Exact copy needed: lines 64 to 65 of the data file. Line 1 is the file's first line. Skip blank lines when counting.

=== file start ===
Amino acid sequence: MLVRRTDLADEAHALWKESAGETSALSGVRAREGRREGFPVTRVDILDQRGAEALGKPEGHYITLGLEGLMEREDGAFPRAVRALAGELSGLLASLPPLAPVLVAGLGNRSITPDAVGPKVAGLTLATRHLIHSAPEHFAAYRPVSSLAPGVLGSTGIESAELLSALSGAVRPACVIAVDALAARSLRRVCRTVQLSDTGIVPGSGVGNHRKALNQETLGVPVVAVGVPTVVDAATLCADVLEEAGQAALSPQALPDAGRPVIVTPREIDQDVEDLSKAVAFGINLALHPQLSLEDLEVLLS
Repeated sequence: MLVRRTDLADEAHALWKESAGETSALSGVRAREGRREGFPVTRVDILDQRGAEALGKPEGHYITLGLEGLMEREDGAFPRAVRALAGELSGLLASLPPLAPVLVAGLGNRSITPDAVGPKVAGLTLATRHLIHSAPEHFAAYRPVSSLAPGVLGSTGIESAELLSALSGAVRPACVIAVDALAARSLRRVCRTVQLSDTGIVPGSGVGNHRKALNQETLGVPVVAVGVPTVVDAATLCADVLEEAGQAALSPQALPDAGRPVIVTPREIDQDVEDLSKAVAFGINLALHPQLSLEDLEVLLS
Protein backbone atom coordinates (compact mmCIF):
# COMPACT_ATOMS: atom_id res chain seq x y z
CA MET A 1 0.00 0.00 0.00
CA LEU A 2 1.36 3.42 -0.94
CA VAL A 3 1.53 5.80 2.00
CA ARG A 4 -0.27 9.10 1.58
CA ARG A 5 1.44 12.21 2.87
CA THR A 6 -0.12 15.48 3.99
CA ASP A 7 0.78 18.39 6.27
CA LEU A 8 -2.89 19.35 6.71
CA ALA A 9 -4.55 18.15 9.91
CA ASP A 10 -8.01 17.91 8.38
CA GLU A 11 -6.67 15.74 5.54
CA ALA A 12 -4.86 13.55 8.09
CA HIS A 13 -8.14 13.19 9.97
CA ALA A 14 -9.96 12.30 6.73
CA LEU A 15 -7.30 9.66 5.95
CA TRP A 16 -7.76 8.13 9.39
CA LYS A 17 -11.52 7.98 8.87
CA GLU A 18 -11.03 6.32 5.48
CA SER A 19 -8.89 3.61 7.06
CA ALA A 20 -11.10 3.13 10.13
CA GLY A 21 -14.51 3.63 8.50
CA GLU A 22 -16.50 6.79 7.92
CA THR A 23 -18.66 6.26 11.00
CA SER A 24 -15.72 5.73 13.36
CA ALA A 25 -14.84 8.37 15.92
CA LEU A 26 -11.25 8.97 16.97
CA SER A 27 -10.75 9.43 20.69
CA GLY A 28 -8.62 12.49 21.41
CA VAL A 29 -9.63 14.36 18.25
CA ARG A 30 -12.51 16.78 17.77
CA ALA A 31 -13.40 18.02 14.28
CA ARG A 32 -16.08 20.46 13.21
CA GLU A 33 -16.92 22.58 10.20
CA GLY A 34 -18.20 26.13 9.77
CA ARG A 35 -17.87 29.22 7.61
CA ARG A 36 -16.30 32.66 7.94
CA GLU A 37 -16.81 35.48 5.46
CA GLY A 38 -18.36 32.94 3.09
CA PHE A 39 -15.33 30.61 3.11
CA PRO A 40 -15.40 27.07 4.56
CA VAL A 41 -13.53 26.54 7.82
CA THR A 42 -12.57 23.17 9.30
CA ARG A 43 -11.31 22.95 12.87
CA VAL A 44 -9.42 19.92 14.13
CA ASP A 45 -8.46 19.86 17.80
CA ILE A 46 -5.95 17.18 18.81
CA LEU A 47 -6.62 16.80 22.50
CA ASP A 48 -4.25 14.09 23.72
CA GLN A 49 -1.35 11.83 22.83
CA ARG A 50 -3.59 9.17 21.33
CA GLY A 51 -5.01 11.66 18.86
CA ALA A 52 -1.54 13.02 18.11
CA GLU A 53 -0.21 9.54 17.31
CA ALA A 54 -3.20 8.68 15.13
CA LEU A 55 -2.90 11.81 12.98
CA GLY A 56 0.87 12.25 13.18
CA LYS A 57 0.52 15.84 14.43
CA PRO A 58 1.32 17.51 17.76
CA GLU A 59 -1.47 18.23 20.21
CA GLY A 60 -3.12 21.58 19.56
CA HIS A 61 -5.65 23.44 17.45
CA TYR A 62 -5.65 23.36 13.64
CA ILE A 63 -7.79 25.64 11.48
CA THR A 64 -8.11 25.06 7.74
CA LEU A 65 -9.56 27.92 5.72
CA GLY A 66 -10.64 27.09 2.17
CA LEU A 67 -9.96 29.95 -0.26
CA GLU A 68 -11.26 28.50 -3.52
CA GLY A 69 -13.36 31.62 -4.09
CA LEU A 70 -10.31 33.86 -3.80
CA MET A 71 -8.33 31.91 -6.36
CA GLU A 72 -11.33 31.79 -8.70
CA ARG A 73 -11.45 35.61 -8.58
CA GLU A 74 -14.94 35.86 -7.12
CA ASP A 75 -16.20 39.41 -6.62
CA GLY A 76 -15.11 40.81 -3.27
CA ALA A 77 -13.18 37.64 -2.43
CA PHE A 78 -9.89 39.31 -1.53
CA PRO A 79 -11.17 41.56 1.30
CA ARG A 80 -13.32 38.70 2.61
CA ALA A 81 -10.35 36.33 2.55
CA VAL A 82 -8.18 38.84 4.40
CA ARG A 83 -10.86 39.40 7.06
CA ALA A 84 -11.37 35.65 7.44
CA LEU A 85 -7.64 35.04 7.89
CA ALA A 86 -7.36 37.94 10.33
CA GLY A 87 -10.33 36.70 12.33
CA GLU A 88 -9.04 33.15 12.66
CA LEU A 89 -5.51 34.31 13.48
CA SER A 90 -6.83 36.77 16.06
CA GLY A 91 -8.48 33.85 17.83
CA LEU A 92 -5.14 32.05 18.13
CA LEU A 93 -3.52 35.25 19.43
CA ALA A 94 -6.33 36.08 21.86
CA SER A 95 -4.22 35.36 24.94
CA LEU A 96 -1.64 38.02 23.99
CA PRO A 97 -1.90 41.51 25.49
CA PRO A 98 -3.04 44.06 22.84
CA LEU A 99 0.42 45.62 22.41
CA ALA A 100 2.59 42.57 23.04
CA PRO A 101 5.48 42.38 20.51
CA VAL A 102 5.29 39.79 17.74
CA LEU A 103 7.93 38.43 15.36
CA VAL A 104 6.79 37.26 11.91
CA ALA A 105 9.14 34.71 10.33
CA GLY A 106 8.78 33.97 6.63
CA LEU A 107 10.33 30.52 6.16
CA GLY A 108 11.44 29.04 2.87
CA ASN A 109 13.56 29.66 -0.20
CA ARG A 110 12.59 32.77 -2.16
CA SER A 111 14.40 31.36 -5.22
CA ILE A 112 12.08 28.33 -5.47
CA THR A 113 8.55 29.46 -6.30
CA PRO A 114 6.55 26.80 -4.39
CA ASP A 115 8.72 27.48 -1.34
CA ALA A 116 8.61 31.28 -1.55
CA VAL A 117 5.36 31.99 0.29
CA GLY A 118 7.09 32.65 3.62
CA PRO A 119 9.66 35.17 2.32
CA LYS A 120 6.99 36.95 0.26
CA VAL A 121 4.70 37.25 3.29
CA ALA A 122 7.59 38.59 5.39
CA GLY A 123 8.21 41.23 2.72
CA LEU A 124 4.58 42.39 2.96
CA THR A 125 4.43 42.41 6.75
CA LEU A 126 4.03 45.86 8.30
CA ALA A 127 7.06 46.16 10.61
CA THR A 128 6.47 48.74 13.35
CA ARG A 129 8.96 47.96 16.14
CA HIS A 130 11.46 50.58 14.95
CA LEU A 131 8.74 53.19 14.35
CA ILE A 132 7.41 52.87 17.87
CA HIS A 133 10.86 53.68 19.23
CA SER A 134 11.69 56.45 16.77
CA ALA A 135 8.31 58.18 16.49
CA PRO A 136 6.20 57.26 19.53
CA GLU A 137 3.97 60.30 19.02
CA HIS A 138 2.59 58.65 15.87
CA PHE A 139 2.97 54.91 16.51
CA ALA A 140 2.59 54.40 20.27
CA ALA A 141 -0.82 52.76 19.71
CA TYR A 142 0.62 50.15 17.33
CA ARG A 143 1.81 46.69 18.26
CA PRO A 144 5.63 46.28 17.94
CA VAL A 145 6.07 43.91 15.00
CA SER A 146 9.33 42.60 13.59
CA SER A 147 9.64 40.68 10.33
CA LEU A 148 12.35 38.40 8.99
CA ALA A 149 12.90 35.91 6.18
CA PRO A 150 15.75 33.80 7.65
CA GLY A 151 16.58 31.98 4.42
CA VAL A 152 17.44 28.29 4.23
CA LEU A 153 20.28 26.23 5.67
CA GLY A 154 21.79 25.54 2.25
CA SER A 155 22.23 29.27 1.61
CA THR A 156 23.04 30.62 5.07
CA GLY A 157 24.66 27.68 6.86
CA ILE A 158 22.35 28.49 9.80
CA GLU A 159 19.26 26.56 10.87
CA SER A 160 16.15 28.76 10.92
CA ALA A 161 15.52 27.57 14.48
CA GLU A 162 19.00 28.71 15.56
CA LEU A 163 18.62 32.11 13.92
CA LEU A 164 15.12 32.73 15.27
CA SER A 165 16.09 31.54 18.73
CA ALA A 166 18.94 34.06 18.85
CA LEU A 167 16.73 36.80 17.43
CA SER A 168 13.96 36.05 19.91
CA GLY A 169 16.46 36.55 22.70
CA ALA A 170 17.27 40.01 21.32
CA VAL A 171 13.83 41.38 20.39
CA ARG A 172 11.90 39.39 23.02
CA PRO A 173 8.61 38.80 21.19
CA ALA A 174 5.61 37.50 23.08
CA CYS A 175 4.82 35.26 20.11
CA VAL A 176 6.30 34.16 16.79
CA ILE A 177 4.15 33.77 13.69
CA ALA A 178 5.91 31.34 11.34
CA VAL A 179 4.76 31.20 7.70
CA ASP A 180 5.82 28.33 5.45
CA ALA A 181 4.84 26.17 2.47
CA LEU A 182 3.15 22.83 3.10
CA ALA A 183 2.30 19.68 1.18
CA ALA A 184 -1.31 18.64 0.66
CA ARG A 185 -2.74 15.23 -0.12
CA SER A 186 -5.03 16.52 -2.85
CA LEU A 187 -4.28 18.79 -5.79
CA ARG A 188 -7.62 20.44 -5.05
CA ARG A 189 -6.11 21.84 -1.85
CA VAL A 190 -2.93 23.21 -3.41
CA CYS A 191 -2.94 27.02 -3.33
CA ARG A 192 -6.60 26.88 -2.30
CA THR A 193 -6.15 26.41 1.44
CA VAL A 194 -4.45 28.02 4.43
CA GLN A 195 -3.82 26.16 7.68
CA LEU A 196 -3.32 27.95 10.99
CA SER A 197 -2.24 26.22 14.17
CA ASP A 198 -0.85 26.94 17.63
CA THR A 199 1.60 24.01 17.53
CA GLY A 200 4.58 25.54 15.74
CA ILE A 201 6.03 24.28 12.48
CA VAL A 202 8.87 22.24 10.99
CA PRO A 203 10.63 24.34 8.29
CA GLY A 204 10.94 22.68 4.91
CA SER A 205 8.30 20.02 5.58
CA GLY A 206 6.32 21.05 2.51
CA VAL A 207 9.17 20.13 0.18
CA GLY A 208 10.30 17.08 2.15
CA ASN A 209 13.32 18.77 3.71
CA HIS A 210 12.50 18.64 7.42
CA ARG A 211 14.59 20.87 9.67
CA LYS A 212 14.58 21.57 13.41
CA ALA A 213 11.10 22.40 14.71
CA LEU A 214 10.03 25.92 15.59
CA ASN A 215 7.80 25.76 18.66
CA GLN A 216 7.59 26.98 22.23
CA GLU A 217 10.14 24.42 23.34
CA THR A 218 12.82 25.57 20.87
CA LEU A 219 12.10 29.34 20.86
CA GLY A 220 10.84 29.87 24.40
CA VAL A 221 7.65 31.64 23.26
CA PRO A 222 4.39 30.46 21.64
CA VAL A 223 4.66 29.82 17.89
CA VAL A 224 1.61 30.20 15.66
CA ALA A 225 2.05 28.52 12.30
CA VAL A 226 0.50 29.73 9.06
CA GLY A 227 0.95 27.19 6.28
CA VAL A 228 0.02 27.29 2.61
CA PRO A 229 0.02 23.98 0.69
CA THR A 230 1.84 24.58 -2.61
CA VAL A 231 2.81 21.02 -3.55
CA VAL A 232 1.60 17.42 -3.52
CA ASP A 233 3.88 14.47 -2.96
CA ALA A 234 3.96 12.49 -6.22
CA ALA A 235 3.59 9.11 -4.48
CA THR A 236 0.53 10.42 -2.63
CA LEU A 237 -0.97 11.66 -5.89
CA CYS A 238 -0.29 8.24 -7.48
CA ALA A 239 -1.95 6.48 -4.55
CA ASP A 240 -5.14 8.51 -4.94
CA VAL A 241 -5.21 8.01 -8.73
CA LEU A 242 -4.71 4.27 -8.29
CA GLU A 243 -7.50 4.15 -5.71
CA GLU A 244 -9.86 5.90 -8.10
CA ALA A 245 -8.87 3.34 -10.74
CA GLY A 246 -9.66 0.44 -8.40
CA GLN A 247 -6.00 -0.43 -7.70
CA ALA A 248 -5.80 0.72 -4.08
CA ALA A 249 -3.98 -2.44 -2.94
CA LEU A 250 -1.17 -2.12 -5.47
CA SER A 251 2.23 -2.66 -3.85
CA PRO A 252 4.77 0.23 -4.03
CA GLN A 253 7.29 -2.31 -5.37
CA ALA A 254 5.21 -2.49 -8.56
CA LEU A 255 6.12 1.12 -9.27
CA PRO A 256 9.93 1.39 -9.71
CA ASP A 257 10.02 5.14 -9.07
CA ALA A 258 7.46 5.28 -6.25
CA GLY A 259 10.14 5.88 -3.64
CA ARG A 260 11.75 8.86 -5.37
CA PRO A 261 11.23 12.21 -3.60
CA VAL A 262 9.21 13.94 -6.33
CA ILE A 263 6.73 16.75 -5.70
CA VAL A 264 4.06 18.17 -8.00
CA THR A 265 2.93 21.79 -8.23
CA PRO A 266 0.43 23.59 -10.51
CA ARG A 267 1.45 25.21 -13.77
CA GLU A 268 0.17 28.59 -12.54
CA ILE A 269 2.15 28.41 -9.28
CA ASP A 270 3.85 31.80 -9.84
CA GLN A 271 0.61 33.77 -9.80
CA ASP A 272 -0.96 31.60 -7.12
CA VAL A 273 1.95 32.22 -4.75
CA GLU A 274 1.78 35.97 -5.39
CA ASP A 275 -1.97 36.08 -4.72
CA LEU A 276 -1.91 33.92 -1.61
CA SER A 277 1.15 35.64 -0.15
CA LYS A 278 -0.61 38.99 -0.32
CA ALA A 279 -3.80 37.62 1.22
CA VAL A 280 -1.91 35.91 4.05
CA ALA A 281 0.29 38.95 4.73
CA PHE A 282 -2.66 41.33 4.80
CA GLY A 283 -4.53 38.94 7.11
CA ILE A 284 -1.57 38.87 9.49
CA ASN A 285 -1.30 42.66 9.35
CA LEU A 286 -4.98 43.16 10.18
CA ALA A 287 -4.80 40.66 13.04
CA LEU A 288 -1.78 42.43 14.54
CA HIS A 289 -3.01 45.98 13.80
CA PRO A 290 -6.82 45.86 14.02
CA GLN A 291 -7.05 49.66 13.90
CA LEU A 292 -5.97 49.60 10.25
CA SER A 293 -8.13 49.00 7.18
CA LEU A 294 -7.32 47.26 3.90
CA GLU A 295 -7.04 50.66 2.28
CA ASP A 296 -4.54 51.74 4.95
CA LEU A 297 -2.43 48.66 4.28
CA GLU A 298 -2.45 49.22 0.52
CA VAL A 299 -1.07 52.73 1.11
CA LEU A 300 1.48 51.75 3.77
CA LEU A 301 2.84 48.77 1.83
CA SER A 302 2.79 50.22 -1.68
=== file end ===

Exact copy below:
CA GLY A 60 -3.12 21.58 19.56
CA HIS A 61 -5.65 23.44 17.45